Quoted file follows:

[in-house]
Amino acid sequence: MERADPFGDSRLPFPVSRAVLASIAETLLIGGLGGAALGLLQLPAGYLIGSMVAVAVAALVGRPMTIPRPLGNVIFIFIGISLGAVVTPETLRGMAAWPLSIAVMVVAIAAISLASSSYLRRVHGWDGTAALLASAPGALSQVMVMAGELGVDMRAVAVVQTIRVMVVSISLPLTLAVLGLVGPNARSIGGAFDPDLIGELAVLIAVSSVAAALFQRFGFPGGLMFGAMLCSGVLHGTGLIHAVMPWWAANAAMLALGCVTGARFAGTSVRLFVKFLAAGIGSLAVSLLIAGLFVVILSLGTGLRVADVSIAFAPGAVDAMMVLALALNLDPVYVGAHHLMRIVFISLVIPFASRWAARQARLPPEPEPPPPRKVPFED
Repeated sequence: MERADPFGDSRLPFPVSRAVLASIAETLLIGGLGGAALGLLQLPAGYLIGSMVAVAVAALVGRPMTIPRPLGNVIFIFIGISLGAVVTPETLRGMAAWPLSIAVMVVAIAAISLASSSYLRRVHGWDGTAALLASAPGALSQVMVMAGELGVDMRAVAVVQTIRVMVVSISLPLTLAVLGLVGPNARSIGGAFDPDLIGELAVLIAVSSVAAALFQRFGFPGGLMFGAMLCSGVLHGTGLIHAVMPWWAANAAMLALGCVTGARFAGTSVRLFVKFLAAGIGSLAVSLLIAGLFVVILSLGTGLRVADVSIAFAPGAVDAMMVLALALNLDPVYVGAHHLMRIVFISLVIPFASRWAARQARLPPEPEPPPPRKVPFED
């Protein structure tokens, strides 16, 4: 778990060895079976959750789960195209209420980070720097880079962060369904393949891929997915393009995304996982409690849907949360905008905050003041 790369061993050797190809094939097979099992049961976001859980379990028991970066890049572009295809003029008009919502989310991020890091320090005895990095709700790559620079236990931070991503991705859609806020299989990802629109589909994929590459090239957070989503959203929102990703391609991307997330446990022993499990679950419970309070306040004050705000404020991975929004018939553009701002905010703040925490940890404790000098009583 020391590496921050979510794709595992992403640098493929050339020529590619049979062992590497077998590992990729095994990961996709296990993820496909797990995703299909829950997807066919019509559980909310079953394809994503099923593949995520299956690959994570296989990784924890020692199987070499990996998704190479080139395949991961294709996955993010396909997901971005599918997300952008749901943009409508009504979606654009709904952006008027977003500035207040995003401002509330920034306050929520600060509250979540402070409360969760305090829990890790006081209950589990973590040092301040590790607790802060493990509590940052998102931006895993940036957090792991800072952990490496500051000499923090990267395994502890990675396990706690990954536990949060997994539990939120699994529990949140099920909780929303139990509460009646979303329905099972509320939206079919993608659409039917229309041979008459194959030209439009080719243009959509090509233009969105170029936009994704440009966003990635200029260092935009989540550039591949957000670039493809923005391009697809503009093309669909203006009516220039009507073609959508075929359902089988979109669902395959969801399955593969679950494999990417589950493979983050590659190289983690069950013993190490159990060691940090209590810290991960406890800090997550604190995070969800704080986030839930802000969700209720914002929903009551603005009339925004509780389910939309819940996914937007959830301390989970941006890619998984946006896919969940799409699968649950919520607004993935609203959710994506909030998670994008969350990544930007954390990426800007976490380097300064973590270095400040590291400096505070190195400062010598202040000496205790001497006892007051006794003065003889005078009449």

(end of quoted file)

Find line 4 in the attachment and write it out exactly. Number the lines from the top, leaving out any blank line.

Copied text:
């Protein structure tokens, strides 16, 4: 778990060895079976959750789960195209209420980070720097880079962060369904393949891929997915393009995304996982409690849907949360905008905050003041 790369061993050797190809094939097979099992049961976001859980379990028991970066890049572009295809003029008009919502989310991020890091320090005895990095709700790559620079236990931070991503991705859609806020299989990802629109589909994929590459090239957070989503959203929102990703391609991307997330446990022993499990679950419970309070306040004050705000404020991975929004018939553009701002905010703040925490940890404790000098009583 020391590496921050979510794709595992992403640098493929050339020529590619049979062992590497077998590992990729095994990961996709296990993820496909797990995703299909829950997807066919019509559980909310079953394809994503099923593949995520299956690959994570296989990784924890020692199987070499990996998704190479080139395949991961294709996955993010396909997901971005599918997300952008749901943009409508009504979606654009709904952006008027977003500035207040995003401002509330920034306050929520600060509250979540402070409360969760305090829990890790006081209950589990973590040092301040590790607790802060493990509590940052998102931006895993940036957090792991800072952990490496500051000499923090990267395994502890990675396990706690990954536990949060997994539990939120699994529990949140099920909780929303139990509460009646979303329905099972509320939206079919993608659409039917229309041979008459194959030209439009080719243009959509090509233009969105170029936009994704440009966003990635200029260092935009989540550039591949957000670039493809923005391009697809503009093309669909203006009516220039009507073609959508075929359902089988979109669902395959969801399955593969679950494999990417589950493979983050590659190289983690069950013993190490159990060691940090209590810290991960406890800090997550604190995070969800704080986030839930802000969700209720914002929903009551603005009339925004509780389910939309819940996914937007959830301390989970941006890619998984946006896919969940799409699968649950919520607004993935609203959710994506909030998670994008969350990544930007954390990426800007976490380097300064973590270095400040590291400096505070190195400062010598202040000496205790001497006892007051006794003065003889005078009449």